She was just a normal Hebrew woman. There is no record of her hearing from God in an audible voice. She never became queen or had much power. She just had a family. Pretty average.
But then she became pregnant. And this was potentially a problem. Pharaoh had given strict orders that all boys born to the Hebrews were to be thrown into the Nile river, but every girl could live. So there was a chance that this pregnancy wasn’t a big deal. But on the other hand…
Sure there are cultural difference between then and now, but I have to believe that love is love. She tries to remain neutral because of the ‘what ifs,’ but each day as this child grew in her womb, she grew more and more attached. With each passing day the hopes and dreams she had for this child blossomed.
Then he was born. He. In a moment in which she should’ve been able to allow the joy of the birth of her son dull the physical pain she had just experienced, instead her heart is ripped apart much like her body. How could any mother allow her child to be thrown into the river? So she hides him.
I can’t even begin to imagine what thoughts went through her head as she nursed her new son. How long could she keep him hidden? What if he were discovered? Would she be killed as well? But then she’d look into his eyes and all those dreams would come flooding back into her heart.
This wasn’t going to work for long. Who can really keep a child hidden from the world? The weight of the day when she finally realized this must’ve been crushing. So she takes a basket and, with shaking hands and tear-filled eyes, coats it with tar to make it waterproof. Maybe, just maybe someone will rescue her boy from the river and he will be able to live.
She wades into the river with the basket and the boy clutched against her. Her grip on the basket tightens as the knot in her stomach twists. Surely there was another way. She takes a deep breath and places the basket with the boy in the flowing water. She pauses. Here in this basket is her son. Her hopes and dreams. She feels like a failure as a mother. She had tried, but she wasn’t good enough. As the current begins to pull the basket away, she stoops down not yet ready for the emptiness that her hand and her heart are about to experience. Then, in an instant, the basket separates from her hand. It’s gone.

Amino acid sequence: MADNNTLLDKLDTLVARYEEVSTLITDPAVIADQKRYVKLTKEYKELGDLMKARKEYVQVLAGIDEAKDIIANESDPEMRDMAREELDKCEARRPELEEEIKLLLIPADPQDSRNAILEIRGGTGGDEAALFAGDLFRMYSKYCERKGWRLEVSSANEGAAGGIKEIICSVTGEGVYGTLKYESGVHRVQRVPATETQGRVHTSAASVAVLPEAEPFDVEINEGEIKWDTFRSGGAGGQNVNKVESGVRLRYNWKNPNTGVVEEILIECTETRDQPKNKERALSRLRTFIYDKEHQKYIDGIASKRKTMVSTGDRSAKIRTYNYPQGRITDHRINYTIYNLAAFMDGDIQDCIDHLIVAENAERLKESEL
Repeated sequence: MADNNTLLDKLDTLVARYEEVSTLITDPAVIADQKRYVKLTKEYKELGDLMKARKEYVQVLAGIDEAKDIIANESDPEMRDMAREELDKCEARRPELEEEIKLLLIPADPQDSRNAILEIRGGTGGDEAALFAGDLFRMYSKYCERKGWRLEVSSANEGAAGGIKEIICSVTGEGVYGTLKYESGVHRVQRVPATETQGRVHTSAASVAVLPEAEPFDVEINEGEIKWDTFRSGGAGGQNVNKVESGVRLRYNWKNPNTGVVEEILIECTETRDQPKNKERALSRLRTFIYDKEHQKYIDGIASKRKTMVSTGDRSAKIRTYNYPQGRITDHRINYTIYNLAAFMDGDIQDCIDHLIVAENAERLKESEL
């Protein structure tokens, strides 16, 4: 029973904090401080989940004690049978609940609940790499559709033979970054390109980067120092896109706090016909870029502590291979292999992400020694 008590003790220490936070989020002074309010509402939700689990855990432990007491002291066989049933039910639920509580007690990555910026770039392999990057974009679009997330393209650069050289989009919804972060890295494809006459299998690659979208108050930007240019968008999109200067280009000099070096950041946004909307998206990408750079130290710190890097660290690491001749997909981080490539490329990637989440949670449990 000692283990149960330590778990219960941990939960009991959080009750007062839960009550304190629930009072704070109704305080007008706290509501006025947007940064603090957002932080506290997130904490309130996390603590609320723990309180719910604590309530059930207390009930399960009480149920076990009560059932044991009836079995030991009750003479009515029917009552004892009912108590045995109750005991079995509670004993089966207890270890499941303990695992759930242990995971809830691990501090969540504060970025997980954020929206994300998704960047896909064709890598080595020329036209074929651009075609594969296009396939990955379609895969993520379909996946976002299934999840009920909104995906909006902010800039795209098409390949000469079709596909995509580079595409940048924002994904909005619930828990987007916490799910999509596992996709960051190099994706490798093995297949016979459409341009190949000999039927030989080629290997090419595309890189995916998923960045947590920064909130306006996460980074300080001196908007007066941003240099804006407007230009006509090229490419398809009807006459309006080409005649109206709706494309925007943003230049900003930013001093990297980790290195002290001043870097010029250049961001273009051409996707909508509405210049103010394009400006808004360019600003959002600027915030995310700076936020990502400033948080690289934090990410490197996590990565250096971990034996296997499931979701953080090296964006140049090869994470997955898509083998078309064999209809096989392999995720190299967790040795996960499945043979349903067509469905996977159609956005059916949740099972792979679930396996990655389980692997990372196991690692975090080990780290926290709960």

Have you ever been there? That place when you feel like your dreams are about to be sent up a creek. That empty feeling after the final release. You were convinced that this dream had been from God. But if that was true, why is this happening? You wonder if you had only done better at this, that, or the other thing, then maybe this wouldn’t be happening. But it is.
This is the story of Jochebed, the mother of Moses. We know the rest of the story, but she didn’t. We know that God had a plan for Moses. We know that had Jochebed not released Moses in the river, then the rest of the story doesn’t happen. Pharaoh’s daughter finds the child and Moses’ sister, Miriam, offers to help by finding a Hebrew woman to nurse the child. So Jochebed gets to hold her boy again. The story is almost unbelievable!
Jochebed had to release her own dreams in order for God’s plan to be put into place. This is reality. God’s ways are higher and greater. We’d be crazy to abdicate God’s plan for our own!
On one hand, this is exceptionally comforting to me. But selfishly it does little to dull the ache of feeling like you’re standing in the river clutching the basket. It doesn’t remove the confusion and questioning. The fear of truly letting it go is still there.
Maybe you find yourself on the other side of the story. You know the joy of experiencing God’s plan rather than your own and wouldn’t trade it for the world. And maybe you’re just now pregnant with a dream that has yet to give birth. But maybe you’re currently standing in the river. Trembling and feeling like something inside of you is dying. As I say this out loud while typing, know that I’m saying it to myself right along with you…let go. Trust Him. He has a plan that you and I don’t yet see or understand. Find comfort in His arms.